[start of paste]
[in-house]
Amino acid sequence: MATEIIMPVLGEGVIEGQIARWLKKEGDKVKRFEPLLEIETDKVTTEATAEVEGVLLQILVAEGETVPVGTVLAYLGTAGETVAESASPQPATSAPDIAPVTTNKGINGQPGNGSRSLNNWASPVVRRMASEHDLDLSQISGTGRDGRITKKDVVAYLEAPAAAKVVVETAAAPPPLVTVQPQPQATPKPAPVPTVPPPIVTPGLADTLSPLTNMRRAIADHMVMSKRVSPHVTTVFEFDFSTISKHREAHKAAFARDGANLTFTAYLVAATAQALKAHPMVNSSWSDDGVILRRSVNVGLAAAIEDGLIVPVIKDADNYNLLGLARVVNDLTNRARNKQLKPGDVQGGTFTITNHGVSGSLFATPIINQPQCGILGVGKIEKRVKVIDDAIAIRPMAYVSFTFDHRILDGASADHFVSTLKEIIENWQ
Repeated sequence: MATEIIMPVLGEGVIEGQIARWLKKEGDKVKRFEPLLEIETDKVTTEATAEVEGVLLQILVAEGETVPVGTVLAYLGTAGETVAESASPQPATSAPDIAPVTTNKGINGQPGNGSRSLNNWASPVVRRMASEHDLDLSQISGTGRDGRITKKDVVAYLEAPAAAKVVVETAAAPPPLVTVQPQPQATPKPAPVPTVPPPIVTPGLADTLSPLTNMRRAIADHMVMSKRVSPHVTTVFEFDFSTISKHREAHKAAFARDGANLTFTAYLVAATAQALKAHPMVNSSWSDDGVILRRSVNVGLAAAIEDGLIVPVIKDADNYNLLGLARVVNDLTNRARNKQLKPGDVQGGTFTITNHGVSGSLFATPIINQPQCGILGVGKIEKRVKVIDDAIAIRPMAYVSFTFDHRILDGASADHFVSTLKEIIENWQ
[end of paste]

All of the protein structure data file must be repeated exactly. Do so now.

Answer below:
[in-house]
Amino acid sequence: MATEIIMPVLGEGVIEGQIARWLKKEGDKVKRFEPLLEIETDKVTTEATAEVEGVLLQILVAEGETVPVGTVLAYLGTAGETVAESASPQPATSAPDIAPVTTNKGINGQPGNGSRSLNNWASPVVRRMASEHDLDLSQISGTGRDGRITKKDVVAYLEAPAAAKVVVETAAAPPPLVTVQPQPQATPKPAPVPTVPPPIVTPGLADTLSPLTNMRRAIADHMVMSKRVSPHVTTVFEFDFSTISKHREAHKAAFARDGANLTFTAYLVAATAQALKAHPMVNSSWSDDGVILRRSVNVGLAAAIEDGLIVPVIKDADNYNLLGLARVVNDLTNRARNKQLKPGDVQGGTFTITNHGVSGSLFATPIINQPQCGILGVGKIEKRVKVIDDAIAIRPMAYVSFTFDHRILDGASADHFVSTLKEIIENWQ
Repeated sequence: MATEIIMPVLGEGVIEGQIARWLKKEGDKVKRFEPLLEIETDKVTTEATAEVEGVLLQILVAEGETVPVGTVLAYLGTAGETVAESASPQPATSAPDIAPVTTNKGINGQPGNGSRSLNNWASPVVRRMASEHDLDLSQISGTGRDGRITKKDVVAYLEAPAAAKVVVETAAAPPPLVTVQPQPQATPKPAPVPTVPPPIVTPGLADTLSPLTNMRRAIADHMVMSKRVSPHVTTVFEFDFSTISKHREAHKAAFARDGANLTFTAYLVAATAQALKAHPMVNSSWSDDGVILRRSVNVGLAAAIEDGLIVPVIKDADNYNLLGLARVVNDLTNRARNKQLKPGDVQGGTFTITNHGVSGSLFATPIINQPQCGILGVGKIEKRVKVIDDAIAIRPMAYVSFTFDHRILDGASADHFVSTLKEIIENWQ